To explain the trick however would take some of the magic away.
So I kept my theory to myself.
And now I discover - much to my surprise - that Target has terminated their education charity program. Sure they gave a billion dollars.
And sure there are better charitable targets than the schools of middle-income kids.
But it struck me that Target is ruining or has ruined a very good thing.
The shift in Target's charity goals is to wellness related stuff (fairly loosely defined). Maybe that change is demographic.
But I suspect that it is just bad management. Maybe Target management imbibed some of that Ackman led Wall Street advice after all.
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The one thing you never want to hear your marketing people say...
"We just want to continue to innovate."
She almost literally says "it isn't broke but we wanted to fix it". Someone's building their own career here and decided that they weren't going to get to the top by competent administration of someone else's iconic program.
Have you checked if the default rates have changed? ie have people stopped believing their kids' schools will find out or stopped caring?
Respecting management that cheated in a proxy contest and now are under criminal investigation. classic hempton
It's an interesting hypothesis, although it is not clear to me why customers would think their school would find out about their default. But if they do, do you think Target just lucked into this happy arrangement, which curbs default rates, or did they somehow subtly encourage this misconception? And if this is the case, why kill the goose that lays the golden eggs? At least they should sell it, as Ackman suggests, not just kill it.
Hey Global Trader - you proved yourself unable to read. The respect for management dated 2001.
Different time, different management.
I was delighted to learn about the number of customers who use the card to get the 5% back and then walk over to the service desk and pay off the balance. The people at the Service Desk so have told/confirmed this seem delighted as well.
I wonder how much Target (and alternatives) do to get the schools to sell the program. Who knows, maybe Target dropped the ball on that side first.
Broad and unsubstantiated attempt at a thesis and response here: Isn't it possible that the entire US consumer-credit industry has been overextended for a while and is now starting to gradually wilt in from the edges (lending club)?
I'm sure you're aware of this, but they sold their receivables portfolio to TD Bank Group in 2012 along with the underwriting and and risk management rights (https://www.sec.gov/Archives/edgar/data/27419/000110465912070517/a12-24761_1ex99.htm).
I figured that the recent changes probably had something to do with the internal dynamics of that relationship rather than a specific strategic change? Though that's pure speculation on my part.
So your theory is that you know Target's credit card dynamics better than they do (based upon a couple of conversations) and therefore their decision to change the underlying driver of its success shows they don't understand it and will ultimately hurt it? Im willing to bet they know the motivations and drivers better than anyone and wouldn't intentionally do anything that would kill the golden goose.
I think the most likely scenario is that this is a sizeable profitability lever that is too good to leave unpulled. You see a lot of retailers, and non-retailers like airlines, devalue rewards points and I see this as a similar move. Target is already giving away 5% discount for Target card usage in-store, and I personally would view the charitable donation as a secondary value proposition anyways -- thinking this may be how they rationalize removing the benefit.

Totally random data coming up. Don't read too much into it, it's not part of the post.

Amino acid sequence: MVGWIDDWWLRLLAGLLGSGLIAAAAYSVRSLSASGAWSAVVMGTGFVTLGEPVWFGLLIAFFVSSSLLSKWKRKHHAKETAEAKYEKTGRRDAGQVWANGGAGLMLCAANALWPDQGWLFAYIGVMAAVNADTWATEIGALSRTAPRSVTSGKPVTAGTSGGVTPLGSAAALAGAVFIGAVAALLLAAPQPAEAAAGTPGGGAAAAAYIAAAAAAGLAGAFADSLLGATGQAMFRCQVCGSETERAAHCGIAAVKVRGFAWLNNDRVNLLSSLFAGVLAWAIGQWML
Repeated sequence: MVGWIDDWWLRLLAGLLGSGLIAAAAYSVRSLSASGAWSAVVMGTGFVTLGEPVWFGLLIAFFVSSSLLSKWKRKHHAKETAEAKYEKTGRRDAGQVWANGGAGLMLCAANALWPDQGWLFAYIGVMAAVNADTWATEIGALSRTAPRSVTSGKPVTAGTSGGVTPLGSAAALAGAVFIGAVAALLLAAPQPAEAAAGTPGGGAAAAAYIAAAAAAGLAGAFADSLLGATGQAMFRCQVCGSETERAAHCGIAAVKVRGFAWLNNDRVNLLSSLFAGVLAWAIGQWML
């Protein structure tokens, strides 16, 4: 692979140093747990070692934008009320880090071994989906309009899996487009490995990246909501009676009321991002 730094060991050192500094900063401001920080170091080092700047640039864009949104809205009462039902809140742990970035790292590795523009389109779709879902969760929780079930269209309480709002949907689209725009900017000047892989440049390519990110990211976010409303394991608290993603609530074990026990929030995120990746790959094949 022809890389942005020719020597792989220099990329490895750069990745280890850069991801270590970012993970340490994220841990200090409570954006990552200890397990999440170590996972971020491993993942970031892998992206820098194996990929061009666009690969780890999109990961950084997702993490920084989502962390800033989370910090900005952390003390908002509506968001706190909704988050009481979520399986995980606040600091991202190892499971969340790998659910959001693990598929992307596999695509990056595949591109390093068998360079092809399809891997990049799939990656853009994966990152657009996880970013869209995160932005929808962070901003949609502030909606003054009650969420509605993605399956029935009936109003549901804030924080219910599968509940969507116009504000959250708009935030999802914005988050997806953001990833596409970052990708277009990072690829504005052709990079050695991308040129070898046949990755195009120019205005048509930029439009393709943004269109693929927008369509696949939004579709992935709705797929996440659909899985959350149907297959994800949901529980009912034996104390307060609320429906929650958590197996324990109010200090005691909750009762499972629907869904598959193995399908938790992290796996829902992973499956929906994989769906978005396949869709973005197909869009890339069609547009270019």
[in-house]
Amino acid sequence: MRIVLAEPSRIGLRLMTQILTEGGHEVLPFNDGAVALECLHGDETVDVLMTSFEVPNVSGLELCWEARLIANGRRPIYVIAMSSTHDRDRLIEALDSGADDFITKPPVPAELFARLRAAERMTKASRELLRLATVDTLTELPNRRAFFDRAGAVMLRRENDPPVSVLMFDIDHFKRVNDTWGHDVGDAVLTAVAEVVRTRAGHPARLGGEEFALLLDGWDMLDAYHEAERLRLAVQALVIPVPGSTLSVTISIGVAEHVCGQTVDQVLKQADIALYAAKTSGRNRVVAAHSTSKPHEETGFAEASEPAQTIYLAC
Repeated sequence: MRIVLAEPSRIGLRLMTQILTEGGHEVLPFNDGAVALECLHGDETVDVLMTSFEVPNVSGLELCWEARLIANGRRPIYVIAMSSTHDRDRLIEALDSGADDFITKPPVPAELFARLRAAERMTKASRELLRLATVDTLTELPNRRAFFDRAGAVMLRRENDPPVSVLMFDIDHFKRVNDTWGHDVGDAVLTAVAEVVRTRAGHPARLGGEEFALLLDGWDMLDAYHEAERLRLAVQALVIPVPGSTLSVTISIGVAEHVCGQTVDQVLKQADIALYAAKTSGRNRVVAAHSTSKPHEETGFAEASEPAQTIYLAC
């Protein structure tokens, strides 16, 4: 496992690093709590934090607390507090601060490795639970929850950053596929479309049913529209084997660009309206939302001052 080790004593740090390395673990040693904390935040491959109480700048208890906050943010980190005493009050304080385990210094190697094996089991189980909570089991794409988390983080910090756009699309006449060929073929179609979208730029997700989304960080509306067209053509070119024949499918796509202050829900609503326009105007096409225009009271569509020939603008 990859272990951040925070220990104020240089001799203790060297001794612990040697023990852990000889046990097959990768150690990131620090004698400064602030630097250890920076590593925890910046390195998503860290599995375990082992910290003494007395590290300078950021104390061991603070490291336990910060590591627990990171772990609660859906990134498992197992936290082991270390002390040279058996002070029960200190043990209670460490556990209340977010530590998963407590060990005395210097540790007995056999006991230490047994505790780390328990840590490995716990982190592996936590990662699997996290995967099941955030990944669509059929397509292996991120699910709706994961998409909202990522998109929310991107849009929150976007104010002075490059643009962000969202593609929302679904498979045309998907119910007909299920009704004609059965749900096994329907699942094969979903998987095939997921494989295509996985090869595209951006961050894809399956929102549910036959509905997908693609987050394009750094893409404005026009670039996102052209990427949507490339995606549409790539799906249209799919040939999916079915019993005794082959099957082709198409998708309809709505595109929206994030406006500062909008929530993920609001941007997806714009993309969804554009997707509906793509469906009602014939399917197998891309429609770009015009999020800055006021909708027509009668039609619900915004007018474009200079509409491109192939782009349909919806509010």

John, Didn't TGT sell their credit card business to TD Bank in 2013?
I find the demographic case pretty reasonable. The linked article quotes a Target source that only 10% of cardholders enrolled in the program.
That number is heading ever lower.
The next generation of Target customers just find having kids too inconvenient.
Another post devoted to Ackman bashing [using the lame pretext of examining Target's CC program]? You are like the guy that got dump by his girlfriend in 7th grade and is whining about it 30 years later. At some point don't you just, like, move on with your life? It's a seriously unhealthy obsession you've developed. Please get help soon.
Another post as a pretext for Ackman bashing? At some point it may prove useful for your general mental and physical well being to move on with your life. You were right about VRX and HLF - there, you get the credit publicly...and yes Ack was a big meanie to insult you to your clients. Satisfied?
Your Ackman obsession is all getting a wee bit boring at this point (hint - your blog used to be really entertaining - go back and read your early posts - now it's become insufferable, like the rantings of a bitter old man).
I must say I find Target a possibly compelling short. I really don't see its point of differentiation in the market. It lacks Wal-Marts low costs so cannot compete on price. It has a sizable food business but it isn't compelling compared to Wal-Mart/Costco/Kroger. It's electronics is an after thought. It's apparel business isn't that price competitive in a world where TJ Maxx and H&M are gaining share. It's home business is OK but not a huge driver. It's online business isn't compelling either. It is probably getting some customers who may have been going to Kmart as Kmarts continue to close, so maybe that helps Target next year.
They are at best OK in a number of product categories but compelling in few, and their only market is a strugglin upper lower middle class customer who wants to say 'times are tough but at least I'm not shopping at Wal Mart!".which isn't enough. Not going away but I see this a slowly leaking balloon.